If you're marketing to age, you've likely discovered that boomers have convinced themselves that they're getting better with age. When it comes to symbols that are associated with positive aging, nothing else conjures up glorious improvement over time like fine wine. This rich metaphor is so universally accepted that no treatise on marketing to age would be complete without a deep understanding of the parallels between wine that gets better with age and people who also see themselves improving with age.
If you take the time to understand what's in your glass, you'll discover that wine has deep roots. Those roots meander back to its origins in the agriculture and civilization of ancient China in 7,000 BC, its sacred place in religious ritual, and its ubiquitous and seemingly essential presence in today's social and culinary pursuits. Wine has been described as many things, but apropos of this discussion on the art of marketing, a great glass of wine is like poetry, a rhythmic collection of beautiful elements that is left open to personal interpretation.
Understanding what to make of wine begins with understanding how it's made. While the process of winemaking can be complex, at its simplest it's about two things: agriculture and art. The agricultural aspect is about growing the great grapes that are the foundation for fine wine. This is where nature dominates and humans compensate. The art aspect pertains to what we can impart to wine through the craft of winemaking. That begins with the honed instincts to know when it's best to harvest the fruit, combined with the deft skill of transforming the fruit into juice that can age to perfection.
So how does wine get better with age and what can we learn from that to help us get better at marketing to age?
Great wine begins with great grapes:
When it comes to the practice of growing the grapes that go into the finest wines in the world, the concept of terroir (French for "earth, soil") is central. Terroir in wine refers to the specificity of a place where grapes are grown; i.e., the set of geographic, geological, and climatic factors that interact with grapes to produce taste characteristics are often unique to that location. While sturdy grape varietals such as Cabernet Sauvignon thrive in a broad range of growing environments, other more delicate varietals like Pinot Noir — the grape behind noble red wines from Burgundy — require very specific conditions that are compatible with its needs and can ultimately coax out the unique brilliance of this fruit. The greatest wines in the world start with spectacular fruit grown in vineyards with exceptional terroir.
By comparison, the boomers also believe that they've improved with age because their life has borne the beautiful fruit of hard work and success. They believe in the basics and fundamentals of life at a time when rampant innovation is challenging their notion of order, permanence, and stability. They believe that the best measure of one's character is one's actions and that, apropos of wine, what you get out of life is a function of what you put into it.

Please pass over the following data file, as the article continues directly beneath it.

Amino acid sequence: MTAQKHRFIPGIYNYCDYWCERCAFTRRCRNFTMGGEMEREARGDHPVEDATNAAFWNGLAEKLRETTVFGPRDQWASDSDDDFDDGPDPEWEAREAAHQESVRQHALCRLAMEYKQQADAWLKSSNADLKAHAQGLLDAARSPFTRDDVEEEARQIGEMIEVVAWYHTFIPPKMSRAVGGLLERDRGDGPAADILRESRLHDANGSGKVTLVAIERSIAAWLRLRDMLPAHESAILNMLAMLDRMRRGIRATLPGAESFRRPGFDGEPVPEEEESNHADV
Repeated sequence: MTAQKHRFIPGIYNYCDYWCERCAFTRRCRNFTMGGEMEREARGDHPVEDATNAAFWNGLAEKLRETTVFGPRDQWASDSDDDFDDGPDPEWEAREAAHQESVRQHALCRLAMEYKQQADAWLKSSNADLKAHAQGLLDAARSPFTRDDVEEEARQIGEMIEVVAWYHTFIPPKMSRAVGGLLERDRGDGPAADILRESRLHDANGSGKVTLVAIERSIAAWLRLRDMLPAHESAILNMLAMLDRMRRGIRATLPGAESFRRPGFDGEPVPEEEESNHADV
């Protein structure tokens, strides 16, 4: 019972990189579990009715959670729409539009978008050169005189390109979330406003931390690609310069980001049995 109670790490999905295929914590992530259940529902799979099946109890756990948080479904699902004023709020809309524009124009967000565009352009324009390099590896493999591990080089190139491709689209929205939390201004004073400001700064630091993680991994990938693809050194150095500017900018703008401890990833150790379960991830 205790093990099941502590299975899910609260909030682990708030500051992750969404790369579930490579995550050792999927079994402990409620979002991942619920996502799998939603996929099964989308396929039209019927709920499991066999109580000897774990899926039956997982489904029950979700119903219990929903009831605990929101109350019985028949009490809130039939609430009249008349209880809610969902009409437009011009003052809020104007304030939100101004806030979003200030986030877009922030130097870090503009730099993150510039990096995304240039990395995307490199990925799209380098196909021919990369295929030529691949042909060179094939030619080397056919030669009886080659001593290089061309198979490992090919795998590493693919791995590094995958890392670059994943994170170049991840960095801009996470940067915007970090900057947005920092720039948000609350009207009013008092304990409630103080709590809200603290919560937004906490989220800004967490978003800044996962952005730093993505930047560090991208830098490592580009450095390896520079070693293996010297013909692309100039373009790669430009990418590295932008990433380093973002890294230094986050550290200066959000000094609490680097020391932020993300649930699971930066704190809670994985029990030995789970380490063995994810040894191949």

Advertisers looking to market to them need to lead with substance and quality, wrapped up in a message of authenticity. Simply put, they won't drink your "wine" because you've found an enticing way to serve it up; you'll likely need to demonstrate that it was made with quality ingredients, as part of a purpose dedicated to making things the right way. Nothing sells a boomer like enduring quality — the epitome of the most classical wine producers in the world.
When it comes to aging, what goes on inside a bottle of wine in the cellar of a French chateau is chemistry. That's right, chemistry. The elements of the wine and its environment are interacting with each other as part of an intended transformation of the wine. While we have romanticized the aging of wine, at the end of the day it's a technical process. Winemaking results in a formula of compounds that work synergistically to yield something different than what was originally placed in the barrel or bottle.
In this sense, the aging of wine does not categorically improve it, it simply changes it. The "improvement" that we claim to recognize in aged wine is the result of the positive perceptual associations that we bring to the tasting experience, which, in turn, are influenced by the ethos of wine — the mantra of which is "old wine tastes better." Aged wine technically doesn't improve, it technically changes. We attribute positive qualities to this technical change because we are influenced by the mental paradigm that we bring to the tasting of the wine.
While the aging consumer believes they're getting better with age, the technical truth is that they are not. In the same way that we perceive that the wine has improved with age, boomers are bringing their positive ethos of aging ("aging is good") to the interpretation of their technical reality. They have changed with age, and because the reality of that change is inconsistent with their desired scenario of life, they have created a new mystique that glorifies aging.
So, when you compare marketing to age with an aged wine, you learn that it's not what's in the bottle that counts; it's also what you bring to the interpretation of what's inside. Just as wine is poetry — beautiful elements that are open to personal interpretation — so, too, is aging. The physical aspects of aging aren't beautiful, per se, but it's the nature of the human spirit to embellish reality to create a better portrait of life's advanced years.
In the end, marketing to age — like the making of a fine wine — is an art. When you get it right, you will have created beautiful poetry that can't be resisted.
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